More than we desire peace, we desire meaning

[I]t can be seen that mental health is based on a certain degree of tension, the tension between what one has already achieved and what one still ought to accomplish, or the gap between what one is and what one should become. Such a tension is inherent in the human being and therefore is indispensable to mental well-being. We should not, then, be hesitant about challenging man with a potential meaning for him to fulfill. It is only thus that we evoke his will to meaning from its state of latency. I consider it a dangerous misconception of mental hygiene to assume that what man needs in the first place is equilibrium or, as it is called in biology “homeostasis”, i.e., a tensionless state. What man actually needs is not a tensionless state but rather the striving and struggling for a worthwhile goal, a freely chosen task. What he needs is not the discharge of tension at any cost but the call of a potential meaning waiting to be fulfilled by him.

–Viktor Frankl (neurologist, psychiatrist, and Holocaust survivor)

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On “zentangling”, life, and God

I haven’t written anything new over the last few days (though there are many thoughts I’m itching to get on paper), because I’ve been…doodling. A lot.

Apparently, this type of detail-oriented (or should I say “obsessed”?) and geometric doodling has a name — it’s called a “zentangle”. I would not have known this if my colleague hadn’t passed me a Zentangle workbook to pass to Omari, my student who’s currently in the hospital.

Annie the Antisocial Anteater
Annie the Antisocial Anteater
Camille the Capricious Camel
Camille the Capricious Camel
Malcolm the Maladjusted Meerkat
Malcolm the Maladjusted Meerkat

I am hooked, and think I may have figured out the appeal of zengtangling. It’s a lot like life — you can’t erase any of the strokes you’ve made, but you can adapt and build off from those accidents, misfortunes, and mistakes. In the moment, every detail seems random and incongruous with everything else, but at the end of the day you find yourself with a final tapestry much more complex and beautiful than what you could have dreamed up at the beginning.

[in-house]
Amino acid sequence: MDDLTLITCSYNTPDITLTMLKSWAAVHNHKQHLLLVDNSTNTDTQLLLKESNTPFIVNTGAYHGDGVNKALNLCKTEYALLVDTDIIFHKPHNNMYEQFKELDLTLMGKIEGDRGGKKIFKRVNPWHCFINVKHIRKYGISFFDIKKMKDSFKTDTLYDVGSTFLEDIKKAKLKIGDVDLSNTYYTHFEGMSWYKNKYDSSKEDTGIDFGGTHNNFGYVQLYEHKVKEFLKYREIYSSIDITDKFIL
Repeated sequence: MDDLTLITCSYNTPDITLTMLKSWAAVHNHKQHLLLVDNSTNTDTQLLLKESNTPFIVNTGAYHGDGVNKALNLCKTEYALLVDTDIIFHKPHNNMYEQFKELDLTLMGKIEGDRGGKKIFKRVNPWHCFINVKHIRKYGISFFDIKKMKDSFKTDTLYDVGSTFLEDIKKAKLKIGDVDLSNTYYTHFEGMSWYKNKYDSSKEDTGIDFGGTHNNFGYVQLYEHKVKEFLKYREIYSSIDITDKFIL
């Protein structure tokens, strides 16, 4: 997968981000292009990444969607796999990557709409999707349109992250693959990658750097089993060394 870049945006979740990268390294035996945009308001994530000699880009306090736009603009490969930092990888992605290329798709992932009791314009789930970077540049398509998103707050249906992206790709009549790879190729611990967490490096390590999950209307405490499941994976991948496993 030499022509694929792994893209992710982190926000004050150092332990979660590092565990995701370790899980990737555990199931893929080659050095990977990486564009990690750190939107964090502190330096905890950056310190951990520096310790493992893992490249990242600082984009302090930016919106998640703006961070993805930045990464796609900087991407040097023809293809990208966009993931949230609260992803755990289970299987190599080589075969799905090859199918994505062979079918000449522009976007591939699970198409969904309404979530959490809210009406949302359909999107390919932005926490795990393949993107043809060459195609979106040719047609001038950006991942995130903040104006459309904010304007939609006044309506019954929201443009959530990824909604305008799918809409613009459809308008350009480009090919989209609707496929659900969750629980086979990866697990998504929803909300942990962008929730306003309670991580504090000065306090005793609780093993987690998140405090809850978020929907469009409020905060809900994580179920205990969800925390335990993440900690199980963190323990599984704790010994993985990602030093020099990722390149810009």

And it reminds me very much of God’s continuing work in my life and yours. In the words of a very wise priest, God is a skillful impressionist painter — his work can make little to no sense up close, but when you step back you see a masterpiece.

This has been fun and therapeutic for me, but I also connect deeply to the idea of characters who are so fixated with a certain trait that they forget there’s so much more beauty and complexity to them. I’ve seen it in myself, in people struggling with mental illnesses, in my students, and in how people view those who have special needs.

I’m now thinking of putting them on sale as prints/T-shirts/tote bags/iPhone skins on Society6. What do you think?

Depression taught me to love the developmentally disabled

The title of this post was originally going to be “How I came to empathize with the developmentally disabled”. Then I realized I had no right to use the word “empathize”, because I have never walked a day in their shoes, and will never fully empathize. But I’m writing this because I believe my depression offered me a small window into the world of those who know they are different from the majority, those who feel incapable of fully participating in society. My last two cycles of clinical depression taught me to have compassion for those for whom such struggles are part of an inescapable reality.

Depression affects everyone differently. A recurring theme for me is being robbed of many cognitive, social, and emotional abilities. While I haven’t figured out how much of it is real, and how much simply a matter of distorted perception, it all seemed to me like an objective, permanent reality (and there was no talking me out of it — just ask my therapist, my family, my then-boyfriend, and my close friends).